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August 20, 2002

Muslim accused of incitement to be released on bail

A Muslim shaykh, accused of ‘encouraging’ people to murder Jews, is to be released on bail on Wednesday after being held at Belmarsh top security prison in south-east London for the past six months, The Muslim News has learnt.
Shaykh Abdullah el-Faisal, a 38-year old Jamaican-born convert, was arrested by British anti-terrorist squad officers at his home in Stratford, east London on February 21.
According to his counsel Irfan Butt, the Old Bailey Criminal Court on Monday surprisingly granted an application for his release when the six-month detention time limit, allowed for all but the most difficult criminal cases, expires.
El-Faisal is charged with soliciting, encouraging, persuading or endeavouring to persuade any person to murder any other person under Offences Against the Person Act 1861, which has not been used for over a 100 years. He is also accused of inciting racial hatred under the 1986 Public Order Act.
His trial, which is due to be held next January, is expected to focus on comments that the Shaykh has made about Hindus and Jews in religious sermons.
Some British newspapers have suggested that the case in effect will be unprecedented in be putting the Qur’an on trial with experts from the Middle East due to give evidence.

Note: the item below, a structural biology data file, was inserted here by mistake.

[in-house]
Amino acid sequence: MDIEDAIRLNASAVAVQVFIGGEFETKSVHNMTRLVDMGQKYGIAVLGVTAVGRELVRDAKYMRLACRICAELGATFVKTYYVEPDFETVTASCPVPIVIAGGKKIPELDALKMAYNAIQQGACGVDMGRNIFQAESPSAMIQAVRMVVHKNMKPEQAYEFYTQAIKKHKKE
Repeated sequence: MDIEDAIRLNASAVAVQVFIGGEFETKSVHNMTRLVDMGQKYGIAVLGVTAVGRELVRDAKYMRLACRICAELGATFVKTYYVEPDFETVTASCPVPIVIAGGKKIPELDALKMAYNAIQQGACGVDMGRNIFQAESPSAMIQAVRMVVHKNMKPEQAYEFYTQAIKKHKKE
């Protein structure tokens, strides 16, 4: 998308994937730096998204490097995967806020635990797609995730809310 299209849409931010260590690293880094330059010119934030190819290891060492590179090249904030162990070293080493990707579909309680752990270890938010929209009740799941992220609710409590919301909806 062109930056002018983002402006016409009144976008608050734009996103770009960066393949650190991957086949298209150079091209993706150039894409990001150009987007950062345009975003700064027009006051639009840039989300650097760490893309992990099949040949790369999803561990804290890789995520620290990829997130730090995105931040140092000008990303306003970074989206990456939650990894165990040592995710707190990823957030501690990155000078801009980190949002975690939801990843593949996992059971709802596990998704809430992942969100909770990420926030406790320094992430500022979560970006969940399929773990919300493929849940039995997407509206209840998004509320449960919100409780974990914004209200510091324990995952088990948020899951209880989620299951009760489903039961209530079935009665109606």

El-Faisal’s arrest followed a complaint made by Labour MP, Andrew Dismore, Vice-Chairman of Labour Friends of Israel, who wrote to Home Secretary David Blunkett, calling for tough action to be taken against what he called the spread of anti-Semitic propaganda.
Liberal Democrat peer, Lord Alton, who has actively supported the anti-Iranian MKO terrorist group, has pursued his case, asking the Government after his arrest why no criminal proceedings had been brought.
The British Government has suffered a trilogy of setbacks in arresting Muslims for claimed terrorist-related offences following the events of September 11 in the US.
Algerian pilot, Lofti Raissi, accused of teaching the September 11 suicide hijackers, was released in February without charge, after spending five months in jail on a failed extradition application from the US.
Yasser al-Siri, a Muslim bookseller, was freed from prison last month after Bow Street magistrate’s court in London also threw out a US extradition request.
Three weeks ago, the Special Immigration Appeals Court ruled that the detention of nine foreign Muslims without trial was unlawful because the government’s emergency anti-terrorism law passed last December was “discriminatory.”

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